“And Dr. King was showing that with his speeches, with his peaceful marches,” he said.
Ford urged listeners to move forward to honor and respect one another.
“It’s not about race, it’s about God amazing grace,” he said.
Woodson said he found inspiration in King’s work to secure freedom and jobs for people.
“You know if you don’t have a job, you really don’t have freedom,” he said.
Like King, Salisbury City Council has set goals and objectives, including recruiting more businesses to provide jobs for city residents and encouraging existing companies to stay, Woodson said.
When he first won election 14 years ago, Woodson said Councilman William “Pete” Kennedy became his mentor. Woodson said he asked Kennedy, the only African-American elected official currently serving in Salisbury, what Dr. Martin Luther King meant to him.
“He said ‘Paul, Martin Luther King means I can be on the Salisbury City Council,’ ” Woodson said. “And I’ve never forgotten that.”
Food Lion executive Tom Robinson said his company sponsored the celebration because like King, Food Lion and parent company Delhaize America aspire to have a diverse and inclusive environment for everyone.
All people have the right to be free, Robinson said.
“We need to wake up, answer the call and move to make this our reality,” he said.
Dari Caldwell, president of corporate sponsor Rowan Regional Medical Center, recalled watching King deliver his “I Have a Dream” speech on a small black-and-white television in the den of her family’s three-room mill house in Kannapolis.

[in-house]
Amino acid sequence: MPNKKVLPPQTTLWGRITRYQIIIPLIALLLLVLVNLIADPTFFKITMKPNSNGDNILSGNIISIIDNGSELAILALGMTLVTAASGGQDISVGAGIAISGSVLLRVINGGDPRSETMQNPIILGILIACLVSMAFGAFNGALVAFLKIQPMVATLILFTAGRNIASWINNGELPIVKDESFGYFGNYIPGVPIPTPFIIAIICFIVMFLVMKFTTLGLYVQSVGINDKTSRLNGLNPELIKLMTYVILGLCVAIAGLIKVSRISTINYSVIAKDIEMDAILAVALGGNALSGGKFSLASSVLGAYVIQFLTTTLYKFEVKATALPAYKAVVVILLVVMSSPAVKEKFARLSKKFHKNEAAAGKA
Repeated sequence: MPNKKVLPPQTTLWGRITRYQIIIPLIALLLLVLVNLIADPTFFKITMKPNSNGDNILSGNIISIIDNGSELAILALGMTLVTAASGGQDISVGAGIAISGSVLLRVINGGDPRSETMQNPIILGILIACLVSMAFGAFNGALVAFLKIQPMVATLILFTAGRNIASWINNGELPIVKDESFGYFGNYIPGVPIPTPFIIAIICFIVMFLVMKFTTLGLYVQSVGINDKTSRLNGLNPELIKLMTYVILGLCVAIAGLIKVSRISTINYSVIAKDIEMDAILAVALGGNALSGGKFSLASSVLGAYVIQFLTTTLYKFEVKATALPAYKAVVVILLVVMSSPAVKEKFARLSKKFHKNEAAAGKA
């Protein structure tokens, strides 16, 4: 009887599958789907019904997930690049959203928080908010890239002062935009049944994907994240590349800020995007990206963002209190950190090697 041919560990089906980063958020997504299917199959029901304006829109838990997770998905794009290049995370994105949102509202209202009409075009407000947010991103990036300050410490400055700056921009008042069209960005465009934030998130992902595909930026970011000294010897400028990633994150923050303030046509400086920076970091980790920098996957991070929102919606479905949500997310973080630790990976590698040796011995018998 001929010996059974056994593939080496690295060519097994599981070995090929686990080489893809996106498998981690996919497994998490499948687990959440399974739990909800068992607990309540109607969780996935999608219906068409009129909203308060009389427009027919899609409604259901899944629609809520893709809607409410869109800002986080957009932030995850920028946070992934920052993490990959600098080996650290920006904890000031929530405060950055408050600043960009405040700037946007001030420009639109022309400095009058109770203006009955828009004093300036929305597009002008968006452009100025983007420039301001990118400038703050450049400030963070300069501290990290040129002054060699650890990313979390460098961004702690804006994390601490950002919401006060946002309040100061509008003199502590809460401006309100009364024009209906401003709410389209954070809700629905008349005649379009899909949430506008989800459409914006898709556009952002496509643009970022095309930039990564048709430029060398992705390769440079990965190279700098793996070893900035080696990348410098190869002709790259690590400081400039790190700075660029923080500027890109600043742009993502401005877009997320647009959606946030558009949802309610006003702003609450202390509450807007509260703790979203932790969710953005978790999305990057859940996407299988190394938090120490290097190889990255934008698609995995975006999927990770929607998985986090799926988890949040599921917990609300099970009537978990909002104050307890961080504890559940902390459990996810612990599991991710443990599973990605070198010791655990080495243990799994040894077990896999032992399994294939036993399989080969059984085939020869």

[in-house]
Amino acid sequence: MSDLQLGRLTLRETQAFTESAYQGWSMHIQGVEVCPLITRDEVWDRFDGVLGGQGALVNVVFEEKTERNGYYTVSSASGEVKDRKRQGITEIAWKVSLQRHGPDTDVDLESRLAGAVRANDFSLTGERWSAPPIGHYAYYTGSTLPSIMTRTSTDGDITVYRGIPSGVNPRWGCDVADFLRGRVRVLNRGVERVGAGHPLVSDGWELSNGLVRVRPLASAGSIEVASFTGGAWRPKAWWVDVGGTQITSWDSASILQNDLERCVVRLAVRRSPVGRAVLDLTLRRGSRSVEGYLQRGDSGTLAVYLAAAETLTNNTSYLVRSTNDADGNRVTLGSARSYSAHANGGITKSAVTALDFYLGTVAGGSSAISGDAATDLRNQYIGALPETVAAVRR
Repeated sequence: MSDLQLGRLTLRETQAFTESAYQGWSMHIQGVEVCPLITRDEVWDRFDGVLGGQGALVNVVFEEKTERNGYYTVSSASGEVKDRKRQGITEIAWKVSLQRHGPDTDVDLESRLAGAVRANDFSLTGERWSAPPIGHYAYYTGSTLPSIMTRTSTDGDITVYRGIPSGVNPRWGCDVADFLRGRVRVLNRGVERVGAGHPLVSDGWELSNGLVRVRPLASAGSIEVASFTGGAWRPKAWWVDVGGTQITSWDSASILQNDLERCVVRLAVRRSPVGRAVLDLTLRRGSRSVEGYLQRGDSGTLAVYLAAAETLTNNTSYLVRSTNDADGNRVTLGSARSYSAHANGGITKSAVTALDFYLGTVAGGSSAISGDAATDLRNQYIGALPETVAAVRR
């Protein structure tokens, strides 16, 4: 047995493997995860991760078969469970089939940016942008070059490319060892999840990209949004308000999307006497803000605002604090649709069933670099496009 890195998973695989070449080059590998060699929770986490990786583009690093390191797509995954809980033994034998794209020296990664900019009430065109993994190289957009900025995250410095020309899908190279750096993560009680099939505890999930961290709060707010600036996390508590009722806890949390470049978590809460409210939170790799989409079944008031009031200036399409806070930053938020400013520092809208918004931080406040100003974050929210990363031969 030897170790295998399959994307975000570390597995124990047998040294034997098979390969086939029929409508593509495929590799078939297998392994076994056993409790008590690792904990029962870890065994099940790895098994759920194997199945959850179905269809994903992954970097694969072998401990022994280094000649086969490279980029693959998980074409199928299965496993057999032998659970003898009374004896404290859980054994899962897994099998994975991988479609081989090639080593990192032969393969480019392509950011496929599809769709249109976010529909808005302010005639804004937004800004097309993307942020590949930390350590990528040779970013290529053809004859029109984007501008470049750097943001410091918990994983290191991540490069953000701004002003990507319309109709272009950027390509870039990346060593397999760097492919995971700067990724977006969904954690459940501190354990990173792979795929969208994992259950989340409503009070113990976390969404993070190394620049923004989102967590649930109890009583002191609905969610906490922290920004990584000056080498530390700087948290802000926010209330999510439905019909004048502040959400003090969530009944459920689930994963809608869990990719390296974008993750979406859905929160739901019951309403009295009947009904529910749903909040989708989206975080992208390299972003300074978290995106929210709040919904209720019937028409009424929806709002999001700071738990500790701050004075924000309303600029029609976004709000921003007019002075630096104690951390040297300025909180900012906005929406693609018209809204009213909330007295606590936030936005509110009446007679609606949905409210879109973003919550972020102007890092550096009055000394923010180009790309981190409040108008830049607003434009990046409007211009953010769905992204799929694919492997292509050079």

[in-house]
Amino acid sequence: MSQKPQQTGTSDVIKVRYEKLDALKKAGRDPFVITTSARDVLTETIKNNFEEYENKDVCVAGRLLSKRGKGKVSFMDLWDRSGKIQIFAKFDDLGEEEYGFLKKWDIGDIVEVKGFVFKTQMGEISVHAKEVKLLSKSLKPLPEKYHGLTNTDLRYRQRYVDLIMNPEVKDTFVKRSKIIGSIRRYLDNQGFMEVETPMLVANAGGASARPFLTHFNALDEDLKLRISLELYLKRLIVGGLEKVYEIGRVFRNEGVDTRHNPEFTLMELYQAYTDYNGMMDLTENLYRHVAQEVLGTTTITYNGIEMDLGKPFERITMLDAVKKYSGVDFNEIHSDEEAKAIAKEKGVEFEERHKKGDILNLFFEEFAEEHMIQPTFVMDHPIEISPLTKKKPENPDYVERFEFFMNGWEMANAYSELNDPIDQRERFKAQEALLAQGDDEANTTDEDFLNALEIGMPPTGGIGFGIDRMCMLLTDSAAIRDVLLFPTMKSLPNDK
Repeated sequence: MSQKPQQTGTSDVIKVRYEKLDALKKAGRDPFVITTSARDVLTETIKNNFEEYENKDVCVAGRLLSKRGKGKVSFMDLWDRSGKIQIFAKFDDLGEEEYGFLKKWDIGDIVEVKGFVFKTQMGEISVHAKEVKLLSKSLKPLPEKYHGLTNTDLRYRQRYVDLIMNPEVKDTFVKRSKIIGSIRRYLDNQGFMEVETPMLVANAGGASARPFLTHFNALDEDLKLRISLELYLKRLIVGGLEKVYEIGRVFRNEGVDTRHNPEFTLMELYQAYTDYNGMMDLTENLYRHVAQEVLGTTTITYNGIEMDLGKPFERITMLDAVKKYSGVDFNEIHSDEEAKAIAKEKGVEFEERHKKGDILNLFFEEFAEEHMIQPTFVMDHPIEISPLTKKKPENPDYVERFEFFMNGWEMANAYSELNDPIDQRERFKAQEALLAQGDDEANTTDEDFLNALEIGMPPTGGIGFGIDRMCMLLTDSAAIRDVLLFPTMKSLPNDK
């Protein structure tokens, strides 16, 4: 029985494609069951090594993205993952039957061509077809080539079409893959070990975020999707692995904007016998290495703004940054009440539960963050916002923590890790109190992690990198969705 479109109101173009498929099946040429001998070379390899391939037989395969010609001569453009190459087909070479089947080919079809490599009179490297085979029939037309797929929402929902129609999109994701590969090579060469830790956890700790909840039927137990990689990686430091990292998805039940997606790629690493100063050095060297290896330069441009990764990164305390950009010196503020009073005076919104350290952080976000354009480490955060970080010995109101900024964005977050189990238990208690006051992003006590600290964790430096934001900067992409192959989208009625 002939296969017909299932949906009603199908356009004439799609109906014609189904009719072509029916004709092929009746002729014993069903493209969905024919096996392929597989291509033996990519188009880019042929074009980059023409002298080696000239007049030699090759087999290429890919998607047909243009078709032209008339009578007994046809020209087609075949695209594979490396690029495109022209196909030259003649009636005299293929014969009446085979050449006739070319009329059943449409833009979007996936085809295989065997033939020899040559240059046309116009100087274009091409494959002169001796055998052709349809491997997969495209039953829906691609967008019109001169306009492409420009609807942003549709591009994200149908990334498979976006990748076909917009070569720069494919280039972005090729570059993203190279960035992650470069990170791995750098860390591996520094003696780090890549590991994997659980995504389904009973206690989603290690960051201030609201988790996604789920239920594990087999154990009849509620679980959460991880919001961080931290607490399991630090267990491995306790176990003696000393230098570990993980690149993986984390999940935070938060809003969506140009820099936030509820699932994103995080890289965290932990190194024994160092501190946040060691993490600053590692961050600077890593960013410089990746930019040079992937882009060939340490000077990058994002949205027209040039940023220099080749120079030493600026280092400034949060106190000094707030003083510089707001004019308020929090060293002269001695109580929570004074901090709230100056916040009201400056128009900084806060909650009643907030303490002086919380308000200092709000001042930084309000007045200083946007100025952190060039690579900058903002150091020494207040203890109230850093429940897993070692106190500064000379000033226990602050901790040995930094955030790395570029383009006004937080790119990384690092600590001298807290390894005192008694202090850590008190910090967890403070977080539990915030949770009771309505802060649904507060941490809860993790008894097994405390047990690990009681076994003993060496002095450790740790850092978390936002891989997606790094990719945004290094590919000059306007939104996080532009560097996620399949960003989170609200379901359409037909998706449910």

Just six years old at the time, Caldwell said she remembers feeling mesmerized by King “and really not knowing why.”
“But I knew something was about to happen that would change the world,” she said.
The healthcare industry has learned from King, Caldwell said, and Rowan Regional and parent company Novant are working to eliminate healthcare disparities in the community.
From providing free flu shots at the homeless shelter to contributing to math and science education in public schools, “we believe it’s important what you say, but it’s more important what you do,” Caldwell said.
A Native American prayer ceremony led by Chaplain Fleming Otey opened the event, and Martha Corriher of American Legion Auxiliary 146 sang the National Anthem. The Community Choir, under the direction of Dr. Phillip Burgess, had the crowd on its feet with “This Little Light of Mine.”
Dr. Nilous Avery served as master of ceremonies, with Seth Labovitz and the Rev. Leamon Brown providing opening prayers.
Mark Lewis of the Salisbury Rowan Human Relations Council presented awards to Deborah Scales and Katherine Fleming for organizing the events and thanked the community for the large turnout.
“It shows the consciousness of this community that you are here this morning,” Lewis said.
In his closing prayer, Orlando Zapata of Cornerstone Church asked people to embrace the unity of Dr. Martin Luther King Jr. Day “not just one day a year, but allow it to be a daily practice in our city.”
“We know we are not perfect, and our city is not perfect,” he said. “But we are glad we are not what it used to be.”
Contact reporter Emily Ford at 704-797-4264.